The Elder Scrolls Online’s debuting release on PC and Mac has been at least somewhat well-received by critics, but has irked many fans. The paid subscription-based model and myriad glitches have been the largest complaints amongst the new MMO’s community, and it appears that Bethesda and ZeniMax Online Studios have now seen fit to re-tool the upcoming console releases… Quite a bit in fact!
As a result, they’ve just confirmed that The Elder Scrolls Online has been delayed at least six months on PlayStation 4 and Xbox One, and the console versions may not arrive until 2015 now. Originally, the console ports were set to release in June.
The Xbox One version of The Elder Scrolls Online had already drawn controversy long before release, on account of Microsoft upholding the demand for an Xbox Live Gold subscription on top of the game’s independent monthly subscription fee. The PlayStation 4 version meanwhile will not demand a PlayStation Plus membership, which is normally required to play games online on Sony’s new console, though this demand is waived in the case of MMO’s and free-to-play games.
ZeniMax Online Studios, the new developer behind The Elder Scrolls Online, has clarified that the delay ultimately stems from issues unique to the new console hardware more so than the frequent community complaints directed at the current PC and Mac release, though the numerous fixes they’ve had to implement on the game’s debuting platforms no doubt played a part in the delay too, as balancing fixes with console development would no doubt be stretching the fledgling studio quite thin. While ZeniMax Online claims about six months may be all that’s necessary to have the console versions release-ready, they refuse to make promises that the console ports of The Elder Scrolls Online will still become available by the end of this year.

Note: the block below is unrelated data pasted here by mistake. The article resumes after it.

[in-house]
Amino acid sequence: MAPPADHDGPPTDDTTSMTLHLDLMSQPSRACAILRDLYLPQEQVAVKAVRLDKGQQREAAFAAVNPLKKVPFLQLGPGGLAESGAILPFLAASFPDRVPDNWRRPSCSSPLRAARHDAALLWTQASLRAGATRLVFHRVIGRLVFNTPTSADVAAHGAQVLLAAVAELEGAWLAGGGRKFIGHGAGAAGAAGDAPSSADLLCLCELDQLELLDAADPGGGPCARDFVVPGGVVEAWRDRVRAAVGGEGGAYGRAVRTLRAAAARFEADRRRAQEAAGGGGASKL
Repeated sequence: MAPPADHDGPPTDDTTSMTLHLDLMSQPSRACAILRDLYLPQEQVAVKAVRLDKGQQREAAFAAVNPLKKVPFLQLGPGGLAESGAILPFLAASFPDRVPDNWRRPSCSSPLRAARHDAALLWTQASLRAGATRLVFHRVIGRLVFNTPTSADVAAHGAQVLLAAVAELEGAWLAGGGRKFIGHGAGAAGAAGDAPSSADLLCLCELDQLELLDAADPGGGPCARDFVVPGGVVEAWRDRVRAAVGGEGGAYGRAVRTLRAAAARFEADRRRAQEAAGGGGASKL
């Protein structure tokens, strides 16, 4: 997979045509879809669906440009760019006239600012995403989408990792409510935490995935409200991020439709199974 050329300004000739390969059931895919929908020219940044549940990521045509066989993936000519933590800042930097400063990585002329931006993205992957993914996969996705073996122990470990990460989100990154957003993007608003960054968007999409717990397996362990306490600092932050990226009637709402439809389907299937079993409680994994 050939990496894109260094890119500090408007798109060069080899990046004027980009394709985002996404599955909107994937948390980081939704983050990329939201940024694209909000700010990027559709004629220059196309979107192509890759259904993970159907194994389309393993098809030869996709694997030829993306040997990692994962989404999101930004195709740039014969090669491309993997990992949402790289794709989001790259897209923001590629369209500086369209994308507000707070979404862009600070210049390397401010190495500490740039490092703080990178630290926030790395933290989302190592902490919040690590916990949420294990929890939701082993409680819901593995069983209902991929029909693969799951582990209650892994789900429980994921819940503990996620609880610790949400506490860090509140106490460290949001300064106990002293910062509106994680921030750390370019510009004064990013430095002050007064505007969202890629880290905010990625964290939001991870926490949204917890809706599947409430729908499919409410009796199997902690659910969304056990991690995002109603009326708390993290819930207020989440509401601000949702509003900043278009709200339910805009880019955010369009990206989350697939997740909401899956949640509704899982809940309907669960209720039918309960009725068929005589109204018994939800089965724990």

Fortunately, it’s not all bad news. If you absolutely can’t wait to play the game, Bethesda is offering a solution. If you buy the PC or Mac version of The Elder Scrolls Online, you can transfer your account, along with any characters you’ve made and stats you’ve built up, to either the upcoming PlayStation 4 or Xbox One release for free, and can get either game for a discounted price of $19.99 in that case. Of course, this still means compromising your platform of choice if you would rather enjoy the game explicitly on a console, and there may be some limitations as well, especially if you’ve allowed your subscription to lapse in the meantime.
The Elder Scrolls Online is the series’ first multiplayer-enabled offering and online offering alike, and allows fans to explore regions and dominions of the series’ world from prior games, taking place around a thousand years before the events of the previous The Elder Scrolls V: Skyrim. It has been given acceptable, but noticeably lower review scores than its rave-reviewed offline, single-player-only predecessors, and many community gamer personalities have taken to social media to complain about the unpolished, greedy state of the current product on PC and Mac.
Eggplante will continue to quest for your news and updates related to The Elder Scrolls, online or otherwise.